So I understand love the way I understand synesthesia. I’ve read about it, and talked to people who have experienced it, and I can observe its effects. But at the end of the day, it’s like the whole world can taste music and I’m just listening with my ears like a chump.
In the sleepless 3:00 a.m. of the soul, I wonder if I am capable of feeling love at all.
I am not sorry for myself.
There will always be a tension between what I think I should feel and what I don’t, but love is more than a feeling. Love is a choice. If I don’t feel love the way I think other people do, then I am free to decide for myself what love means. I am free to make my life what I want it to be.
I am not special. I am not alone.
My experience is simply one variation on the theme of Human Existence. I thought that by defining myself in opposition to the norm, I was separating myself from other people. Identity is a deeply personal experience–so personal that we forget that seven billion other people are going through the same process that we are.
I looked at people who could feel the things I couldn’t and think “at least they’re sure.” Bollocks. People doubt their feelings all the time–feelings are no more solid or reliable than their absence. People are infinitely variable in their details, but we all struggle to make sense of ourselves and our world.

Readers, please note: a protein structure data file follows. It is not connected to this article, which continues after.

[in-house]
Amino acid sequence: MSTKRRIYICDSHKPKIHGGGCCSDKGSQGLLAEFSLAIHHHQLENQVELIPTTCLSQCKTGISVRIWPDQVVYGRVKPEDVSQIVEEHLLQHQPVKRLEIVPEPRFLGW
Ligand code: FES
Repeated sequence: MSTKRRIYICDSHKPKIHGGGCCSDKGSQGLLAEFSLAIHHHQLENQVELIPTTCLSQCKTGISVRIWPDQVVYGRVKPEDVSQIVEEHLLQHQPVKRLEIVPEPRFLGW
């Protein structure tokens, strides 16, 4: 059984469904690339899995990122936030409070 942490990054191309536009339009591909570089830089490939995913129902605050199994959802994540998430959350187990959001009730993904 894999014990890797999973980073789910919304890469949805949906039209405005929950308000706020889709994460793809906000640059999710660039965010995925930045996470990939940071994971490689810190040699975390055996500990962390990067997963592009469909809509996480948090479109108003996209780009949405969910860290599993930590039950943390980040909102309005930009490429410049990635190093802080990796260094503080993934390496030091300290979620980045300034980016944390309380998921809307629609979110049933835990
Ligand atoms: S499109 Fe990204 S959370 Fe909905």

I am not anyone else.
For me, atheism and asexuality are tied together by more than their shared prefix. I came to both of my initial realizations at critical points in my life where I was searching for an identity. In the years since, I have come to understand and accept the parts of myself that are marked by what is missing.
Negative space and positive space are simply two ways to look at the same image. Once you’re used to looking for it, you can’t help but see the negative space. The image remains the same, but now you have a better understanding of the whole than you did before.
Just because something is missing does not mean there is nothing there.
Anne Marquette is a level 28 Lawful-Good Academic. She is one half of Hubward Ho!, a 41-book Discworld project on the Internet.